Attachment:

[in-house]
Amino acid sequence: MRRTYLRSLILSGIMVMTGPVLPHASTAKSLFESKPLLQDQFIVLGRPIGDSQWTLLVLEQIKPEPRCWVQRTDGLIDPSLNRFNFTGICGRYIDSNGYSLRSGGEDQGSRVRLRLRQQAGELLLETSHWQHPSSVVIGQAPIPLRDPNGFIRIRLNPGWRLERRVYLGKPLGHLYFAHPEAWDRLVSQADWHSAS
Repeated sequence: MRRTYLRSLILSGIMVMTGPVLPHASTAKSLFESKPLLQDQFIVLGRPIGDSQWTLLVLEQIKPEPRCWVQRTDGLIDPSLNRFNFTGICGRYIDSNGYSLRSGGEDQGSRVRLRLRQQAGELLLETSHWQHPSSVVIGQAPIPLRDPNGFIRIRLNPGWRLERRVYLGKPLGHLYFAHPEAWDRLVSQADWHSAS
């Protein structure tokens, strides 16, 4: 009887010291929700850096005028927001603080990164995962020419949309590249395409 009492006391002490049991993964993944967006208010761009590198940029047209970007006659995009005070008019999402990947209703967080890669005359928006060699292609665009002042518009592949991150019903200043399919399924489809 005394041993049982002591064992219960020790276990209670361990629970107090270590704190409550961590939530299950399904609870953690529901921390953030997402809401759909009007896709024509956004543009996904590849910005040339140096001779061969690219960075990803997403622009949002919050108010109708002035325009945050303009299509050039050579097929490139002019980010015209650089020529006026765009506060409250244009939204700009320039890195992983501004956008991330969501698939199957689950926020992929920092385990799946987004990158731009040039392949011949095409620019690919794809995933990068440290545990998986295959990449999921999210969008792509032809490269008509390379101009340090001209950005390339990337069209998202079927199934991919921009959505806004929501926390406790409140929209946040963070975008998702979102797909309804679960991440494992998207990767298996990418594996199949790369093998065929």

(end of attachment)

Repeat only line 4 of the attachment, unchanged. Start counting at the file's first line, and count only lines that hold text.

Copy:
């Protein structure tokens, strides 16, 4: 009887010291929700850096005028927001603080990164995962020419949309590249395409 009492006391002490049991993964993944967006208010761009590198940029047209970007006659995009005070008019999402990947209703967080890669005359928006060699292609665009002042518009592949991150019903200043399919399924489809 005394041993049982002591064992219960020790276990209670361990629970107090270590704190409550961590939530299950399904609870953690529901921390953030997402809401759909009007896709024509956004543009996904590849910005040339140096001779061969690219960075990803997403622009949002919050108010109708002035325009945050303009299509050039050579097929490139002019980010015209650089020529006026765009506060409250244009939204700009320039890195992983501004956008991330969501698939199957689950926020992929920092385990799946987004990158731009040039392949011949095409620019690919794809995933990068440290545990998986295959990449999921999210969008792509032809490269008509390379101009340090001209950005390339990337069209998202079927199934991919921009959505806004929501926390406790409140929209946040963070975008998702979102797909309804679960991440494992998207990767298996990418594996199949790369093998065929």